Your VO2 max, or the maximum amount of oxygen your body can use during dynamic exercise, is considered an important measure of aerobic fitness. Higher VO2 max values indicate a greater capacity to deliver oxygen to working muscles, which is crucial for keeping your body moving at challenging paces. While it’s certainly not the be-all and end-all of athletic ability, improving your VO2 max can help you get faster, and will also increase endurance–runners with higher VO2 max values can sustain higher exercise intensity for longer periods.
Short interval sessions are an effective way for runners of any level to target VO2 max and boost speed. Add one of these workouts per week to your regular running routine, substituting it for a day when you already do a more challenging run or speedwork.
Quick interval repeats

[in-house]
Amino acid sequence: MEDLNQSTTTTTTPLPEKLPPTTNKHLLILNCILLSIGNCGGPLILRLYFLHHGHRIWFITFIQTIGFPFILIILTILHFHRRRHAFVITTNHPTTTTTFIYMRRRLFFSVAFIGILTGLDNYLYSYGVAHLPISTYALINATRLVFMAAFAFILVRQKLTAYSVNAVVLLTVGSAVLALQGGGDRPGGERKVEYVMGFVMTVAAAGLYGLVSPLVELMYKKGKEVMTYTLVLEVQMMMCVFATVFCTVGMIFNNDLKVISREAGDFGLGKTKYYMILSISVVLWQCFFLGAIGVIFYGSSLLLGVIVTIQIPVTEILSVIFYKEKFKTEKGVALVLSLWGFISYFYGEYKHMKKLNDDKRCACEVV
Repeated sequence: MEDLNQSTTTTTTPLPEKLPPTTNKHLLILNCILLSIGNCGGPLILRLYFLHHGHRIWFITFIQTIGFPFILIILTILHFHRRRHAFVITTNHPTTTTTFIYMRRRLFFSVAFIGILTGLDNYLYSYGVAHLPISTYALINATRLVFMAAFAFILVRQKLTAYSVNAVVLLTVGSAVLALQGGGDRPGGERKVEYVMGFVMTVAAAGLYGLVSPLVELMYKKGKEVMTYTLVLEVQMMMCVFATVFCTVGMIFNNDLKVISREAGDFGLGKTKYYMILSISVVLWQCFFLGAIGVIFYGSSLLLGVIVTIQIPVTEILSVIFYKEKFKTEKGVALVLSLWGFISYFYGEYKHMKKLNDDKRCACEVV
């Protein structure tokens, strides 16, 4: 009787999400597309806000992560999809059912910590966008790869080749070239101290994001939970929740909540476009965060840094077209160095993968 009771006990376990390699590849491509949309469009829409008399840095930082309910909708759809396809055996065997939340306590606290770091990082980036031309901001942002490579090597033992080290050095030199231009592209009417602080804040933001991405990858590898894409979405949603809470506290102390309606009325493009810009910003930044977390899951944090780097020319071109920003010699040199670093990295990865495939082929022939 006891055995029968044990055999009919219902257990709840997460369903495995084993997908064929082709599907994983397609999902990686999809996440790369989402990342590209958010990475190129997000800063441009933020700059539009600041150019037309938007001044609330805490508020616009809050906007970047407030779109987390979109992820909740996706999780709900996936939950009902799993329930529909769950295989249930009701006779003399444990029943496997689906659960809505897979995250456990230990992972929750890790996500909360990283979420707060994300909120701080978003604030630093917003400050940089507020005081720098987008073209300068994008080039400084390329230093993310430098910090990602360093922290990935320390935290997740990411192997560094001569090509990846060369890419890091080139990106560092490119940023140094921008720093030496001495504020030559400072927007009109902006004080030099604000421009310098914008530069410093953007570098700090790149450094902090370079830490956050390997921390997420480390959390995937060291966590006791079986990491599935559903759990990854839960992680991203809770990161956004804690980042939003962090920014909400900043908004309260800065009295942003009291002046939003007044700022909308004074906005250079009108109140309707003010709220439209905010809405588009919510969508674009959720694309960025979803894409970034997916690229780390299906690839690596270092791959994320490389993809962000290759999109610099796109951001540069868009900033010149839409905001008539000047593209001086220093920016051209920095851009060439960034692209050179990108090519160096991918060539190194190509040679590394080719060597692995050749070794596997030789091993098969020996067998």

The recovery time in these intervals will probably feel slightly too short–that’s what you’re aiming for. The short active recoveries between intervals are designed to keep oxygen consumption high throughout the entire session. Warm up with 10 minutes of easy running, and try one of the following, adjusting the number of intervals according to your ability:
30 x 30 seconds hard with a 15-second break between each one
20 x 40 seconds hard with a 20-second break
15 x 60 seconds hard with a 30-second break
Warm up with an easy run for five to 10 minutes.
Run hard for one minute (about 85-90 per cent of your maximum effort) and recover with an easy pace for one minute.
Run hard for two minutes followed by two minutes of active recovery.
Run hard for three minutes followed by three minutes of active recovery.
Repeat this sequence (1-2-3) two or three times, adjusting for ability and experience, and cool down with an easy five to 10-minute run.
Make sure to follow a harder workout with an easy run or a recovery day.